When the Los Angeles Times first reviewed “Brokeback Mountain,” a film that chronicles a friendship and love story between two cowboys, it praised the film but posed the question, “Will it play in Plano?”The more apt question might have been, “Will it play in Fort Worth?”
In a city where the tip of a white Stetson is synonymous with, “Howdy ma’am,” and boots are more common than Manolos, the fate of a gay cowboy movie seemed doomed from the start.
To the surprise of many and the consternation of others, however, “Brokeback Mountain” is actually playing and thriving in Fort Worth.
“I loved it,” said sophomore marketing major Caroline Trum. “I went with a group of my friends, boys and girls, over the weekend and we all thought it was great.”
Since it opened in Fort Worth on Dec. 16, “Brokeback Mountain” has continuously been added to more and more screens and is now showing at eight locations in the greater Fort Worth area.
For Jeff Geider, the associate director of the ranch management program, the film doesn’t have much relevance to TCU’s Ranch Management Program, and the ranch life depicted in the movie is just the setting, he said.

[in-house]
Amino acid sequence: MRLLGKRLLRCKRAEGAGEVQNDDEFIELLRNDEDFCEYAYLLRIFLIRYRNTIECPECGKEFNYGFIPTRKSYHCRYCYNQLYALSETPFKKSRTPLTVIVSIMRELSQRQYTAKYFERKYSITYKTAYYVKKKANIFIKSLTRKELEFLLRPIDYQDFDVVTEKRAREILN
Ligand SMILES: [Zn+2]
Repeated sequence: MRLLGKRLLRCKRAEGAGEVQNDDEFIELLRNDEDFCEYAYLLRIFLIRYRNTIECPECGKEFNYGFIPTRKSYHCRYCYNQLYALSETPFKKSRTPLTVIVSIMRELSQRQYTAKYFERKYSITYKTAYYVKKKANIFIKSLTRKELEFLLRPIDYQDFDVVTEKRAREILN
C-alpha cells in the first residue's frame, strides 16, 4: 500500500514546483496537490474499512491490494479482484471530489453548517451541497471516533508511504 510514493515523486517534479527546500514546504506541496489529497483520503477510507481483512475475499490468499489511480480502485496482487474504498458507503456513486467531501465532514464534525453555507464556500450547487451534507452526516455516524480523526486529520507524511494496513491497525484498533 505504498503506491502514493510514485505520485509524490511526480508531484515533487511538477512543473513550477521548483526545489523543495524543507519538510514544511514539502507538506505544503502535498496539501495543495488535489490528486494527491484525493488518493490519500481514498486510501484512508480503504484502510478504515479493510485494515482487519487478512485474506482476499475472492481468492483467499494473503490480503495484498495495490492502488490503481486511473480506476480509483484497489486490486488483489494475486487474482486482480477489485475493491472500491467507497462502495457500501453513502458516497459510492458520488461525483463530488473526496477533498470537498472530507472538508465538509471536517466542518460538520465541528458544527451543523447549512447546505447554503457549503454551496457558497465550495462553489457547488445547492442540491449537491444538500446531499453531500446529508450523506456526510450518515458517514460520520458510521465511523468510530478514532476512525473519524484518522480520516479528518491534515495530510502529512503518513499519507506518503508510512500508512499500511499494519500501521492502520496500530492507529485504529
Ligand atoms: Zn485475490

“Is it a reflection of ranch life or just life in general,” Geider said. “I would argue that it’s a depiction of life with the background of ranch life.”
Right wing and Christian conservative groups have posted articles on blogs and Web sites condemning the film and Hollywood as a whole.
According to the Web site for Catholic Apologetics International, a group self-identified as Christians aspiring to the “highest moral standards,” “Brokeback Mountain” is “propaganda” that is only being used to gain acceptance for the homosexual lifestyle.
“And how do the movie makers pull off such a dazzling feat? Simple, They do it by raping the Marlboro Man, that revered American symbol of rugged individualism and masculinity,” the article stated.
Despite the controversy, or perhaps because of it, “Brokeback Mountain” has remained one of the top 10 grossing films since it opened six weeks ago, roping in more than $51,024,343.
TCU sociology professor Michael Katovich said that generations of “buddy movies” and epic Westerns have prepared the American public for a film like “Brokeback Mountain.”
“Obviously there is nothing explicitly homosexual in these films from the ’60s and ’70s, but there is this idea of a very deep bond that develops between two men,” Katovich said.
Deviant or not, “Brokeback Mountain” has taken the country by storm and forever changed the way America – and Fort Worth – thinks about two men alone on a ranch.
“Brokeback Mountain” is playing at Rave Motion Picture Ridgmar 13 and at several other locations around Fort Worth.